Alarm rings for SA batsmen

Times Media


IF you hear alarm bells beyond the boundary, it could be because the heart of the batting line-up SA will send into the test series against England averaged 20.2 in the opening round of franchise first-class matches this weekend.

Between them, Dean Elgar, Stiaan van Zyl, Hashim Amla, JP Duminy and Temba Bavuma – all them likely members of the top seven for the first test at Kingsmead on Saturday – scored 202 runs in 10 innings for the Titans, the Cobras, and the Lions.

Their only score higher than 35 was Bavuma’s 57 in the first innings against the Dolphins at the Wanderers. Bavuma’s performance was also the most valuable in terms of time and effort: none of the others batted for longer than his 182 minutes and faced more than his 128 balls.

At the other end of the scale, Elgar batted for 31 minutes and 23 balls for his scores of nought and 12.

Collectively, the five players spent 507 minutes at the crease and faced 387 balls. That could be seen as useful preparation, but with the test series now just five days away SA would have wanted to reassure themselves that the batting woes that plagued them in India – where they were bowled out for less than 200 six times in seven innings – could be explained in large part by pitches that were purposefully poorly prepared.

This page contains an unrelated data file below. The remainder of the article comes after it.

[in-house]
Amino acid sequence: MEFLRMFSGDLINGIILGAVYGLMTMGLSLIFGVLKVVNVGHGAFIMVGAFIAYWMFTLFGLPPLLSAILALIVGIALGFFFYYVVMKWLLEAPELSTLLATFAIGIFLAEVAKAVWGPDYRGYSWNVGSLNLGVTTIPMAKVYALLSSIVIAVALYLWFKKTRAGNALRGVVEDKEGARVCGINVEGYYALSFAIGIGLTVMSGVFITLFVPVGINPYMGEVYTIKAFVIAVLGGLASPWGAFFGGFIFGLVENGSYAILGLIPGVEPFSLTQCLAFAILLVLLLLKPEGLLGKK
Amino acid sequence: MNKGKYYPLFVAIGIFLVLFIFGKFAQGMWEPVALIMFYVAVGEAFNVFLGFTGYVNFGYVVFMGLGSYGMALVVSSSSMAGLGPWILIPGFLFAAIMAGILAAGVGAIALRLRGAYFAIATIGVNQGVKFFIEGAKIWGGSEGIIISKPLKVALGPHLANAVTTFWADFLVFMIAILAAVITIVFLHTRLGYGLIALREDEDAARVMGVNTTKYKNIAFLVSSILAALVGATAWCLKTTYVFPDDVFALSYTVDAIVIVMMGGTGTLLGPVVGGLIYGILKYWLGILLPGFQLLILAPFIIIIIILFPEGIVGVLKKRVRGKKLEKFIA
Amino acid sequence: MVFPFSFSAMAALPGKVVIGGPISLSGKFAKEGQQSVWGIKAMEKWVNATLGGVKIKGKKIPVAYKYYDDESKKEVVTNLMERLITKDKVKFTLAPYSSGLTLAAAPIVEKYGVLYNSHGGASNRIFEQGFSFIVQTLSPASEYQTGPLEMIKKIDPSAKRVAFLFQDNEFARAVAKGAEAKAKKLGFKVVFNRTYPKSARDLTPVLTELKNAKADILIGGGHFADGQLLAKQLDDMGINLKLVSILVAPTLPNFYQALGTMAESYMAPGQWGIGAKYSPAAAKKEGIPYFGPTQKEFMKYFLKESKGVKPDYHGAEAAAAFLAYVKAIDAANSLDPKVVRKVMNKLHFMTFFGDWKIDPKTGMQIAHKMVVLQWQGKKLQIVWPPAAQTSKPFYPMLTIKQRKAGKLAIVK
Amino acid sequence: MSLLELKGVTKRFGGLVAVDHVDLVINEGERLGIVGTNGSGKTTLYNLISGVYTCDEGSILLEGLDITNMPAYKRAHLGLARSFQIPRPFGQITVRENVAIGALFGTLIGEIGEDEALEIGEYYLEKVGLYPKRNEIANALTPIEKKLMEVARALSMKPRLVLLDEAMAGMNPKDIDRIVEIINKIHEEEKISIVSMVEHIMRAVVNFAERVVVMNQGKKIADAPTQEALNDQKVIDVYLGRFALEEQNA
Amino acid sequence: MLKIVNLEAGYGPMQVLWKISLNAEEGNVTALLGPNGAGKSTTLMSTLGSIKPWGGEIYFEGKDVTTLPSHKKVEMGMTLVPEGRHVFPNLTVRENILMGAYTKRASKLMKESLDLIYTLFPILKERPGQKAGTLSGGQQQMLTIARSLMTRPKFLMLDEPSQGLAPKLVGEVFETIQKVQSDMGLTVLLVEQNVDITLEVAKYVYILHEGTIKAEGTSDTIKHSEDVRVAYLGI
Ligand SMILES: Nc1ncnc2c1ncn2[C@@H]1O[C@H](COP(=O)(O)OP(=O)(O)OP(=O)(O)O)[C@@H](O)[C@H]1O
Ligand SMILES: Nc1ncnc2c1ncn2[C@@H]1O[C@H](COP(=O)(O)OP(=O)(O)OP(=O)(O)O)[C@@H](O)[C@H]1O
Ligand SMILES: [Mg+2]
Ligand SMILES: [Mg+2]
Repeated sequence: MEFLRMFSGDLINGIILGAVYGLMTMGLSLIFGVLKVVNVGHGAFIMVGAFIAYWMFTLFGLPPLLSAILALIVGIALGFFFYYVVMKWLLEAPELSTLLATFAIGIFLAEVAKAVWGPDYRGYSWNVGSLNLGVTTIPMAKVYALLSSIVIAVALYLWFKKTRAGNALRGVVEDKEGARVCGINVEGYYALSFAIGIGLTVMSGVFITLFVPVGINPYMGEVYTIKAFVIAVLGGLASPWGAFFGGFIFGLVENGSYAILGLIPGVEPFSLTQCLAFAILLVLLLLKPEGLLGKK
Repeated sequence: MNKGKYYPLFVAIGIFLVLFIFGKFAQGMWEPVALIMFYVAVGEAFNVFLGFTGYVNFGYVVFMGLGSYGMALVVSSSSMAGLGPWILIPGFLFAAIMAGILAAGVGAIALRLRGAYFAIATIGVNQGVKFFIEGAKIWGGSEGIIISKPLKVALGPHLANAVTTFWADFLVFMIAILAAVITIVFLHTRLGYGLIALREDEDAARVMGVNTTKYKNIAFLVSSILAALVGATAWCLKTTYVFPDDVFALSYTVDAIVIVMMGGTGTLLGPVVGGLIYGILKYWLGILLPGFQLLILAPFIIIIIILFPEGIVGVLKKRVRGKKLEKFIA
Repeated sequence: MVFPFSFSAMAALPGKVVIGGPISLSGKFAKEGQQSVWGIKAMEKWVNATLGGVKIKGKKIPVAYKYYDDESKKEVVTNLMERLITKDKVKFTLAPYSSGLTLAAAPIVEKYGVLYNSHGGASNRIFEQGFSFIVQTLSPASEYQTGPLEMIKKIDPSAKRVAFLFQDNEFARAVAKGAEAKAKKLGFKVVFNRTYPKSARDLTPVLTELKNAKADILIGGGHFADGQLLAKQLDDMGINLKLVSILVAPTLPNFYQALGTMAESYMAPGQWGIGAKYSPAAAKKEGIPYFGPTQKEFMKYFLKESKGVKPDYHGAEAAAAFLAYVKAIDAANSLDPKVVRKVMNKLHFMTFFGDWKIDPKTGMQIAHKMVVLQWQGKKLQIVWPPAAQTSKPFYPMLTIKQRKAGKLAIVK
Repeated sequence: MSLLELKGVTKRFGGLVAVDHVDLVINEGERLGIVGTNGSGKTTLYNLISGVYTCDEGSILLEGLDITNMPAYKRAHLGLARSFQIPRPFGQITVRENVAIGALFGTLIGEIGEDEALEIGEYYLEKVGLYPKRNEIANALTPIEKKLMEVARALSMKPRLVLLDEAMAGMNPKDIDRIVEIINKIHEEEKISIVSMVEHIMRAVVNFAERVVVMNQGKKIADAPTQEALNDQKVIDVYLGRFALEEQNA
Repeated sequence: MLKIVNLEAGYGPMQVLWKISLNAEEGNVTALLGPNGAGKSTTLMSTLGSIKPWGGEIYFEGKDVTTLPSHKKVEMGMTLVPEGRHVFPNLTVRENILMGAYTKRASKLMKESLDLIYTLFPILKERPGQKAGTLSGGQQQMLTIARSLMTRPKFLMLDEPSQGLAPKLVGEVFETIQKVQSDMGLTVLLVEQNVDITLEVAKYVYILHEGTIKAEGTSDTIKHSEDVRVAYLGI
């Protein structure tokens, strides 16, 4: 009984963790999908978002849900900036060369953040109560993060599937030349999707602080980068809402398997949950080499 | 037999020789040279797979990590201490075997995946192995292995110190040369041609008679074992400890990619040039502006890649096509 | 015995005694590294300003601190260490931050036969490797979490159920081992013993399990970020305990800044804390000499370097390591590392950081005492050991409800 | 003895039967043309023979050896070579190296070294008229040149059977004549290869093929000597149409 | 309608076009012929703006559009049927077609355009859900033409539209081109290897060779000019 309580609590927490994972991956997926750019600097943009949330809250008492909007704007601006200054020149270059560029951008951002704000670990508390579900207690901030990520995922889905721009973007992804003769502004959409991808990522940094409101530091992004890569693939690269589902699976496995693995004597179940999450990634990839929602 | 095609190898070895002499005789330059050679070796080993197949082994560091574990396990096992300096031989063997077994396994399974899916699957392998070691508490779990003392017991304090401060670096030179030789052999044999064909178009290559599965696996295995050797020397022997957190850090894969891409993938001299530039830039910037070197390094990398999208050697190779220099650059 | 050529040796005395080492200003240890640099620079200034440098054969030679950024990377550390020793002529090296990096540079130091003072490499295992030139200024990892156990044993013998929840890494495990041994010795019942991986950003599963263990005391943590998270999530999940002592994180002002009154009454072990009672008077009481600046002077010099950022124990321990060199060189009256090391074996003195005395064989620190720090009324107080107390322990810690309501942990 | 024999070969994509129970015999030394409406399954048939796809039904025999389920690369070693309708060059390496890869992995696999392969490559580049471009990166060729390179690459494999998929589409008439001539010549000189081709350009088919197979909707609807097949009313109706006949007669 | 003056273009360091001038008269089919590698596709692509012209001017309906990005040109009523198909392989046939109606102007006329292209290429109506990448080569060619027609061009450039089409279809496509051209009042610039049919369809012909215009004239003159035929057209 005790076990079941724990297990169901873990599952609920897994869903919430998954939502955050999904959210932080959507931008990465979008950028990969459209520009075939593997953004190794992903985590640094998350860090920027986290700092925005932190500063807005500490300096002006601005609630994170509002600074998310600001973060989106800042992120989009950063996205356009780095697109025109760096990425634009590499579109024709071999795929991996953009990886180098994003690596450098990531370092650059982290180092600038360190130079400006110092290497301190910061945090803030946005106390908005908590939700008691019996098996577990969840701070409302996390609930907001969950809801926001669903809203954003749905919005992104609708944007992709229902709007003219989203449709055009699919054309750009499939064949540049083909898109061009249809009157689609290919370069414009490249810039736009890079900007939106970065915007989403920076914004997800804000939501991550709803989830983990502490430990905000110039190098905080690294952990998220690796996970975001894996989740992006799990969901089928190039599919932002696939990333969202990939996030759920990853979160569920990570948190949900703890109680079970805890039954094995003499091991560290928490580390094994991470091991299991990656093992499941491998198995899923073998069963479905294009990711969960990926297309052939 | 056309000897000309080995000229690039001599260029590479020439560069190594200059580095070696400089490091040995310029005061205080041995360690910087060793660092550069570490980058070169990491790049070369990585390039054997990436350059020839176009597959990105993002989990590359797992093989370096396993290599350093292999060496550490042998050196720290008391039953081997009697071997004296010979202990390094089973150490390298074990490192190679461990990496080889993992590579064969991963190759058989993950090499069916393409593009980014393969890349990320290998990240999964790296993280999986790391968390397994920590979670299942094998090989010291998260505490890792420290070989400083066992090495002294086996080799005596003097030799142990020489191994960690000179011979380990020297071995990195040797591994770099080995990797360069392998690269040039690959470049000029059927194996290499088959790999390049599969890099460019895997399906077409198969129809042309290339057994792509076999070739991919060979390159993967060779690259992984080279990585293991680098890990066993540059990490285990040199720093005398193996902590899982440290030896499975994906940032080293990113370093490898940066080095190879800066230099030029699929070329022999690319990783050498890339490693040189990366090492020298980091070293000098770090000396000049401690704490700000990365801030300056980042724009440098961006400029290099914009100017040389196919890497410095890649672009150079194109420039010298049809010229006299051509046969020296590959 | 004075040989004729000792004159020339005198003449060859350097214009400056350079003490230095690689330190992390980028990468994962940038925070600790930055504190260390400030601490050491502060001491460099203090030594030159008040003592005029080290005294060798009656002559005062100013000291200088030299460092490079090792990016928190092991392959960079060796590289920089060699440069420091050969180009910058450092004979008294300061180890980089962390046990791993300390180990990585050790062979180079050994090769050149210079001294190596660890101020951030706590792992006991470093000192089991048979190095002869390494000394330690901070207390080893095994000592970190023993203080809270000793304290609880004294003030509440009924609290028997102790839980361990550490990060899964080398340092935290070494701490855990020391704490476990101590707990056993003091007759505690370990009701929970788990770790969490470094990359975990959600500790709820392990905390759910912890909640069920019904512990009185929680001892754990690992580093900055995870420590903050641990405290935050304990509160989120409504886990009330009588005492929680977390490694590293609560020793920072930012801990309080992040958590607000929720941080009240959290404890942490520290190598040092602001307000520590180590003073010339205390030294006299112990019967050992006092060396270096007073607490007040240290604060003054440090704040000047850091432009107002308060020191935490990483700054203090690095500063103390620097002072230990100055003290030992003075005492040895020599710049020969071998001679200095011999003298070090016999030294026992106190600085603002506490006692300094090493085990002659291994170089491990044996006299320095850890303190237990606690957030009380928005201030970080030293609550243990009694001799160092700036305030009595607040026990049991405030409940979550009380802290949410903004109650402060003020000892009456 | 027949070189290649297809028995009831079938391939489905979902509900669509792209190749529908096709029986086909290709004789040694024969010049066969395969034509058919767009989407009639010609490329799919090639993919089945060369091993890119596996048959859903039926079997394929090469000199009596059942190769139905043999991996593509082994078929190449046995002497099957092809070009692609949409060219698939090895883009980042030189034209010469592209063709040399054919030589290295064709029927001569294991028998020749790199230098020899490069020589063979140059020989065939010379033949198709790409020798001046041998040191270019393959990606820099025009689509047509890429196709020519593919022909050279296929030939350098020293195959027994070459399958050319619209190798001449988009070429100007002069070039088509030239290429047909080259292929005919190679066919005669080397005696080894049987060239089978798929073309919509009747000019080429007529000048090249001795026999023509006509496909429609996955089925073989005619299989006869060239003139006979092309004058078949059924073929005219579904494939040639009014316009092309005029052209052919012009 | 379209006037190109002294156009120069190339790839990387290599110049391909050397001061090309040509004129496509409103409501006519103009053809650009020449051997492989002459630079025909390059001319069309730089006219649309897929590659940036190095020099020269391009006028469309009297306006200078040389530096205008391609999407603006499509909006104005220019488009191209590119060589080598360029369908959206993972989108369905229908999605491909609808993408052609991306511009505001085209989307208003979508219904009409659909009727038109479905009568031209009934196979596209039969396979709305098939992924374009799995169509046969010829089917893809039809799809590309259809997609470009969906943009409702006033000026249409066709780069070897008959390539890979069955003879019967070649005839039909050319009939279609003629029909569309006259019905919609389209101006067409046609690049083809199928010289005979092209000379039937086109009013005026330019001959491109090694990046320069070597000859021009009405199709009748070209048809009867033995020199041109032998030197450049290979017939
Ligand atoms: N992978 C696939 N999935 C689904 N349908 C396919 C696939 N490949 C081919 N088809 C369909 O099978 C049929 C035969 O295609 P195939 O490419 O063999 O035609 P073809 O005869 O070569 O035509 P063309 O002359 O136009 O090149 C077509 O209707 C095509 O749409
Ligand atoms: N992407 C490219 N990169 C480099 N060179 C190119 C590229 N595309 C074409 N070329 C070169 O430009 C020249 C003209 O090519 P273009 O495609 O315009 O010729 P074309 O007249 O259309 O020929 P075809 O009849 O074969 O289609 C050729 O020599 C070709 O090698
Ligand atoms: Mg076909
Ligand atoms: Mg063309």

But the flip side is that the erosion of technique and confidence that would have crept in during the India tour could linger into the England series. 

Indeed, on the weekend’s evidence SA have plenty of homework to do in the nets and not much time in which to do it before they have to face bowlers of the calibre of James Anderson and Stuart Broad in Durban in what will probably be responsive conditions.

There was better news to report from the other end of the equation, where Dane Piedt – the only frontline bowler in the SA squad playing franchise cricket this weekend – took 4/121 in the Knights’ first innings at Newlands.

Piedt took his wickets in the top and middle orders, and at the tail, and he claimed them with targeted aggression rather than batsmen hitting out – one was trapped in front, the others caught behind, stumped and bowled.

Better yet, Piedt bowled 44 overs to prove he is over the shoulder injury that kept him out of cricket for eight months and in fact threatened to end his career.



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